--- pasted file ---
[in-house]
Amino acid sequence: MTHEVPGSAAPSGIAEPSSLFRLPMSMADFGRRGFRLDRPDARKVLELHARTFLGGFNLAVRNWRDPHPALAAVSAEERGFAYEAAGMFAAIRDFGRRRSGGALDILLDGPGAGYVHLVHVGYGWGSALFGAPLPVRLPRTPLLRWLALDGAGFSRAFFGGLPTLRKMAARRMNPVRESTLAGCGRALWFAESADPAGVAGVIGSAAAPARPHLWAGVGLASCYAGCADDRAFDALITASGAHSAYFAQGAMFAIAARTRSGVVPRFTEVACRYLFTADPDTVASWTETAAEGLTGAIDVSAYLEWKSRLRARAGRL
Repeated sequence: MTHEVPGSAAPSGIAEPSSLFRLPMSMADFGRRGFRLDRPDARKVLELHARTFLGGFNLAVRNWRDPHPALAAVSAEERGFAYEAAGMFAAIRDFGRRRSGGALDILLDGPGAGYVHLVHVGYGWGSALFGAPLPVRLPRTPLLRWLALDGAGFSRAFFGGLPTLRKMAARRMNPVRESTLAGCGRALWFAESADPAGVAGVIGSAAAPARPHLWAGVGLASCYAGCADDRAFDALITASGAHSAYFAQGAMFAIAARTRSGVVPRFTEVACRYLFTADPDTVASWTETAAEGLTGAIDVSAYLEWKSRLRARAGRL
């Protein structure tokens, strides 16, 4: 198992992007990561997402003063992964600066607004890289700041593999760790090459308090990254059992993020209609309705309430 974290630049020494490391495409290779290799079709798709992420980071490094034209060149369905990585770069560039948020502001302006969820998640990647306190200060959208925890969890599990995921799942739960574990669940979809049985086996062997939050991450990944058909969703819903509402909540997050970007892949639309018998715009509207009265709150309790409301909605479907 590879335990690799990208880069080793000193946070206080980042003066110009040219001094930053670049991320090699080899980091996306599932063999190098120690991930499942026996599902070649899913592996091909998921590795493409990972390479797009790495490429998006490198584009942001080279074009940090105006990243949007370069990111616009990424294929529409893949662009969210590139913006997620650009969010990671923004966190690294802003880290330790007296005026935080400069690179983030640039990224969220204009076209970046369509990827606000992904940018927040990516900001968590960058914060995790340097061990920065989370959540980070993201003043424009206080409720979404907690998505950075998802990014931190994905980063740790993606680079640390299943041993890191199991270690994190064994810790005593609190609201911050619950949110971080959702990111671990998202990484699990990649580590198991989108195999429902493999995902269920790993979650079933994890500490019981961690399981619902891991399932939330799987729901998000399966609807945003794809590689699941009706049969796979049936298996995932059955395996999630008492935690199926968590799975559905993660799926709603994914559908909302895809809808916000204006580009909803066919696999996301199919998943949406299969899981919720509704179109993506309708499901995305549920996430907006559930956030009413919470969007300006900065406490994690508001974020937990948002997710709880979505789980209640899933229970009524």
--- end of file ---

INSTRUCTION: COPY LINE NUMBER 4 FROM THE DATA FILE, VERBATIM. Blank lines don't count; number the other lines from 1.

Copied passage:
């Protein structure tokens, strides 16, 4: 198992992007990561997402003063992964600066607004890289700041593999760790090459308090990254059992993020209609309705309430 974290630049020494490391495409290779290799079709798709992420980071490094034209060149369905990585770069560039948020502001302006969820998640990647306190200060959208925890969890599990995921799942739960574990669940979809049985086996062997939050991450990944058909969703819903509402909540997050970007892949639309018998715009509207009265709150309790409301909605479907 590879335990690799990208880069080793000193946070206080980042003066110009040219001094930053670049991320090699080899980091996306599932063999190098120690991930499942026996599902070649899913592996091909998921590795493409990972390479797009790495490429998006490198584009942001080279074009940090105006990243949007370069990111616009990424294929529409893949662009969210590139913006997620650009969010990671923004966190690294802003880290330790007296005026935080400069690179983030640039990224969220204009076209970046369509990827606000992904940018927040990516900001968590960058914060995790340097061990920065989370959540980070993201003043424009206080409720979404907690998505950075998802990014931190994905980063740790993606680079640390299943041993890191199991270690994190064994810790005593609190609201911050619950949110971080959702990111671990998202990484699990990649580590198991989108195999429902493999995902269920790993979650079933994890500490019981961690399981619902891991399932939330799987729901998000399966609807945003794809590689699941009706049969796979049936298996995932059955395996999630008492935690199926968590799975559905993660799926709603994914559908909302895809809808916000204006580009909803066919696999996301199919998943949406299969899981919720509704179109993506309708499901995305549920996430907006559930956030009413919470969007300006900065406490994690508001974020937990948002997710709880979505789980209640899933229970009524």